Rx Rated | Fair Game | Seven Days | Vermont's Independent Voice

Published May 9, 2012 at 11:44 a.m.

Fair Game is Seven Days’ weekly political column.

The front page of the Saturday Rutland Herald carried the headline, “Legislature Grinds to an End Today.” As lawmakers headed into their last day of the session, the article suggested, the state Senate was “acting like a runaway freight train without brakes.”

For the third straight night, the story said, the Senate had worked until 10 p.m. trying to finish the people’s business. But heading toward the day of adjournment, the Senate remained “caught up by the last-minute flurry of bills that have come pouring in from the House chamber.”

Among those bills: one that would give police controversial powers to fight a drug epidemic; another would approve millions of dollars for a new state office building.

The front page from last Saturday’s Herald?

Nope. That was the front page from Saturday, March 23, 1968, when Phil Hoff was governor and Lyndon B. Johnson was president.

The more things change, the more they stay the same — except, that is, for the early adjournment date.

Allen Gilbert of the Vermont ACLU was passing around that scrap of history at the Statehouse last week as the 2012 legislative session hurtled toward adjournment. Gilbert was battling a bill passed in the Senate and backed by Gov. Peter Shumlin that would have given police easier access to the Vermont Prescription Monitoring System, a vast database containing two million prescription records.

The governor wants to give cops more power to fight what he and others call an “epidemic” of prescription opiate abuse that is destroying young lives and driving property crimes. But the House blocked that provision, saying police should have a warrant before snooping into medical records.

Gilbert dug up the old newspaper clipping to remind policy makers that Vermont police already have unfettered access to pharmacy records — and have for decades. They just have to visit pharmacies in person to inspect them, rather than using the online database to spot signs of doctor shopping and drug diverting.

Since that 1968 bill was signed into law, police can walk into any pharmacy and request to see prescription records if a crime is suspected. No warrant is required and the customers are never notified.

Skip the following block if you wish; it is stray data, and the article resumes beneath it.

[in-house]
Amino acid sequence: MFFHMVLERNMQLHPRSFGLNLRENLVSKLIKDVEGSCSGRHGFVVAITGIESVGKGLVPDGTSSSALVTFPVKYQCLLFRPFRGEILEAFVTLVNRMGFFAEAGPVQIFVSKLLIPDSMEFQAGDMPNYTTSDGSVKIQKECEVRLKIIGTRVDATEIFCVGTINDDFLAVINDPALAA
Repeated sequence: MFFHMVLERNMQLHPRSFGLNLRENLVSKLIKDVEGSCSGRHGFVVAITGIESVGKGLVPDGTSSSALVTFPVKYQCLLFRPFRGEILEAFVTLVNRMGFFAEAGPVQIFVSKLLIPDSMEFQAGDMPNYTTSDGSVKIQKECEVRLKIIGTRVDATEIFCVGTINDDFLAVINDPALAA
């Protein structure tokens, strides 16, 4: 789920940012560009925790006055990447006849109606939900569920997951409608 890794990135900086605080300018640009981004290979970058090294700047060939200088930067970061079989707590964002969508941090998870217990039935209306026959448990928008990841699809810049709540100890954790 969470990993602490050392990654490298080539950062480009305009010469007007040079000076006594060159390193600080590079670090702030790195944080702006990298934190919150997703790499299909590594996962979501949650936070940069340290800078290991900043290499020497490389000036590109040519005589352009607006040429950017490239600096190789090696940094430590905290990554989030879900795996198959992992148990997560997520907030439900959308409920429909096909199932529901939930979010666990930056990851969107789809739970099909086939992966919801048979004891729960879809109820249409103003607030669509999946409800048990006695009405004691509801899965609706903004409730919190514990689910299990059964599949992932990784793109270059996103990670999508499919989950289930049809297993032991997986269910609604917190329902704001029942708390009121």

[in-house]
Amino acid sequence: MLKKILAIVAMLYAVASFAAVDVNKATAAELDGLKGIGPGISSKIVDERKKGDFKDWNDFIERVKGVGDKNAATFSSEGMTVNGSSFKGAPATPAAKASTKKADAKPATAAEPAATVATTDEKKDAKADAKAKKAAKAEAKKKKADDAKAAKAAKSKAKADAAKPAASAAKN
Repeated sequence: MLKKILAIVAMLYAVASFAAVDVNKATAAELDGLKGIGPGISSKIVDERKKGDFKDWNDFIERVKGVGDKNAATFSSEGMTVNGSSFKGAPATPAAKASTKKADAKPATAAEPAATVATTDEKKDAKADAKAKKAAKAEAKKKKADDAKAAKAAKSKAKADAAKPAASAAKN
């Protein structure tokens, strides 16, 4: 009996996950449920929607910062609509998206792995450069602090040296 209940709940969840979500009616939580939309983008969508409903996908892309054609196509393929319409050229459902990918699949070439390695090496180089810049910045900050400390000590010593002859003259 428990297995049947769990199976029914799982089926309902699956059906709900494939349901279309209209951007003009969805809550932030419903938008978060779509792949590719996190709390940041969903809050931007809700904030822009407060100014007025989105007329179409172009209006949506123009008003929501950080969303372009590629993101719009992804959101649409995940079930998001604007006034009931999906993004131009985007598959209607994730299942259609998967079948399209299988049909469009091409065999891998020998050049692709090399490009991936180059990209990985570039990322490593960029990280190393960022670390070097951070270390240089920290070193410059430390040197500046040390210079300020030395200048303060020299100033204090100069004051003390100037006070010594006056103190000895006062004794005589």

Feel safer?

Shumlin got almost everything he wanted this session — a health care exchange, Irene recovery money, and a huge investment in roads and bridges. But he lost big on the prescription-monitoring issue. All because House members wouldn’t cave on Vermonters’ constitutional right to privacy.

Don’t think Shumlin’s giving up, though. The governor’s made it pretty clear he’s going to reintroduce the pill bill next year — in the meantime, he’ll be campaigning for reelection on the urgency of Vermont’s prescription opiate epidemic.

Shumlin’s farewell speech to the Senate on Saturday concluded with one last scolding of recalcitrant House members, who opposed the monitoring bill. “I think those who didn’t pass the bill will regret it, and will be back next January perhaps more ready to do the right thing,” Shumlin said.

The governor also took a veiled swipe at the press — specifically at Associated Press reporter Dave Gram — for a provocative story Gram penned last week that questioned, in so many words, whether Vermont has a worsening prescription opiate epidemic at all, or if politicians have ginned up the problem to serve an agenda.

“It is an epidemic,” Shumlin insisted.

Gram’s story quoted a new Department of Health report that found misuse of prescription opiates in Vermont is “declining or remaining steady.” What’s more, health data show deaths tied to Rx opiates declined every year from 2006 to 2011. Vermont has significantly improved its standing among states with regard to nonmedical use of pain relievers — from 11th in 2006, to 34th in 2009.

Gram’s story raised fundamental questions at an inconvenient time for backers of the database bill — just as they were trying to persuade House negotiators that the scope of the drug problem warranted a controversial expansion of police powers.

Maybe that explains the public pushback by some lawmakers. During his own farewell remarks on Saturday, Senate President Pro Tem John Campbell (D-Windsor) reiterated the governor’s “epidemic” assessment of the prescription-drug problem and urged anyone who doubts that to “talk to anyone in Vermont.” Gram was standing up in the Senate gallery at the time.

Talk about awkward!

Sen. Dick Sears (D-Bennington), chairman of the Senate Judiciary Committee, was quoted in Gram’s story expressing surprise that health department figures show a decline in prescription drug abuse.

“That’s not the information we were given” in committee hearings, Sears told Gram. “If the statistics don’t bear that out, they should have told the governor before he called it an epidemic.”

By the next day, Sears had changed his tune. At the start of tense negotiations with House leaders over the faltering prescription database bill, Sears said, “The deaths may be down, but the use is epidemic. Don’t let anyone tell you otherwise. The use has not declined.”

Actually, the use has declined — just as Gram reported. Overall, misuse of prescription opiates is trending down, according to Barbara Cimaglio, deputy health commissioner for alcohol and drug abuse programs. But the number of people seeking treatment for prescription-pill addiction is skyrocketing, as more people trade heroin for OxyContin and similar drugs, Cimaglio says. Part of the reason treatment is increasing is because more money is being made available for it.